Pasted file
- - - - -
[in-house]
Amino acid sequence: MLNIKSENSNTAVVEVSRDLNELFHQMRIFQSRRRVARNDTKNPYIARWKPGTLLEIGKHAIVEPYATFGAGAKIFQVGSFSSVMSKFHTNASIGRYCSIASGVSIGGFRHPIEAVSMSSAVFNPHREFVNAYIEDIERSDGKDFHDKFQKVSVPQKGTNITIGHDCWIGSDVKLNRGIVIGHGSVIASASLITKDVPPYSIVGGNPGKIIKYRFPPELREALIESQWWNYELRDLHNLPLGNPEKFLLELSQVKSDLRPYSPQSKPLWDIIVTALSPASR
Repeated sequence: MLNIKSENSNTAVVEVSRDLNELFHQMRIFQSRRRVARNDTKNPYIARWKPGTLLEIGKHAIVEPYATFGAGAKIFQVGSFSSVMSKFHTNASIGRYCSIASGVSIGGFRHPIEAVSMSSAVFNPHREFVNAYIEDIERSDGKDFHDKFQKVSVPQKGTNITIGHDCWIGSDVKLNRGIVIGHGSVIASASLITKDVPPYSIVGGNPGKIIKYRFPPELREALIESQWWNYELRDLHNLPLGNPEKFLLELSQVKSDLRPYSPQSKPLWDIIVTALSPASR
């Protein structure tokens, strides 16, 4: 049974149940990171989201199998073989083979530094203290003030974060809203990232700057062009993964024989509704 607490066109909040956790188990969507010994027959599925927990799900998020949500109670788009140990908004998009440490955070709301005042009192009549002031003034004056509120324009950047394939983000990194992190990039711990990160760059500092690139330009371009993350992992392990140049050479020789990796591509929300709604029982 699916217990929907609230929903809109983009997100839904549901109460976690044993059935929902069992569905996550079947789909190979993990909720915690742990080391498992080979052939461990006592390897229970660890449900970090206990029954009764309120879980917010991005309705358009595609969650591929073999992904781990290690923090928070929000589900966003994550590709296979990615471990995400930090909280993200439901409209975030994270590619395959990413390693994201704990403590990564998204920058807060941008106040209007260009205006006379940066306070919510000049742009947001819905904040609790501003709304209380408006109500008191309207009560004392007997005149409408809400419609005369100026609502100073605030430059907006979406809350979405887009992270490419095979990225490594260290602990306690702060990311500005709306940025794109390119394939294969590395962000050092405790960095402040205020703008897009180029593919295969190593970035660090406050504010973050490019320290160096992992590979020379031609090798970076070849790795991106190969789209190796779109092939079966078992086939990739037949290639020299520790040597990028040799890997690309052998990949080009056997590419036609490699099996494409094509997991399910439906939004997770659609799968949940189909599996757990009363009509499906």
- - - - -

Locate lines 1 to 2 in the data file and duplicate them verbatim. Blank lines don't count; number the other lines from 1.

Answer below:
[in-house]
Amino acid sequence: MLNIKSENSNTAVVEVSRDLNELFHQMRIFQSRRRVARNDTKNPYIARWKPGTLLEIGKHAIVEPYATFGAGAKIFQVGSFSSVMSKFHTNASIGRYCSIASGVSIGGFRHPIEAVSMSSAVFNPHREFVNAYIEDIERSDGKDFHDKFQKVSVPQKGTNITIGHDCWIGSDVKLNRGIVIGHGSVIASASLITKDVPPYSIVGGNPGKIIKYRFPPELREALIESQWWNYELRDLHNLPLGNPEKFLLELSQVKSDLRPYSPQSKPLWDIIVTALSPASR